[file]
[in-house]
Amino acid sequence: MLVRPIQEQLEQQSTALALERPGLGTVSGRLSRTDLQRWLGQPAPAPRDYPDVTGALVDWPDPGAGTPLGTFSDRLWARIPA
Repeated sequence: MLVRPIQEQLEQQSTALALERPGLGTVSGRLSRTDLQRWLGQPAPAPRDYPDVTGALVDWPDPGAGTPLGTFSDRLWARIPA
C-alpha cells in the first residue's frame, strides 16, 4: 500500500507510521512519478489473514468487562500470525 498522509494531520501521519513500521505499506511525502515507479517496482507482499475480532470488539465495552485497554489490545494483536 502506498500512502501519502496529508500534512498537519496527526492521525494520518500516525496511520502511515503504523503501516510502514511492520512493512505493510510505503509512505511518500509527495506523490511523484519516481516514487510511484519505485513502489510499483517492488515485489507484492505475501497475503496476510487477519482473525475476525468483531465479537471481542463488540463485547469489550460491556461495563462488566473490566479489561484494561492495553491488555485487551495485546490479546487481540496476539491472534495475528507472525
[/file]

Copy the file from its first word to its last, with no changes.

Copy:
[in-house]
Amino acid sequence: MLVRPIQEQLEQQSTALALERPGLGTVSGRLSRTDLQRWLGQPAPAPRDYPDVTGALVDWPDPGAGTPLGTFSDRLWARIPA
Repeated sequence: MLVRPIQEQLEQQSTALALERPGLGTVSGRLSRTDLQRWLGQPAPAPRDYPDVTGALVDWPDPGAGTPLGTFSDRLWARIPA
C-alpha cells in the first residue's frame, strides 16, 4: 500500500507510521512519478489473514468487562500470525 498522509494531520501521519513500521505499506511525502515507479517496482507482499475480532470488539465495552485497554489490545494483536 502506498500512502501519502496529508500534512498537519496527526492521525494520518500516525496511520502511515503504523503501516510502514511492520512493512505493510510505503509512505511518500509527495506523490511523484519516481516514487510511484519505485513502489510499483517492488515485489507484492505475501497475503496476510487477519482473525475476525468483531465479537471481542463488540463485547469489550460491556461495563462488566473490566479489561484494561492495553491488555485487551495485546490479546487481540496476539491472534495475528507472525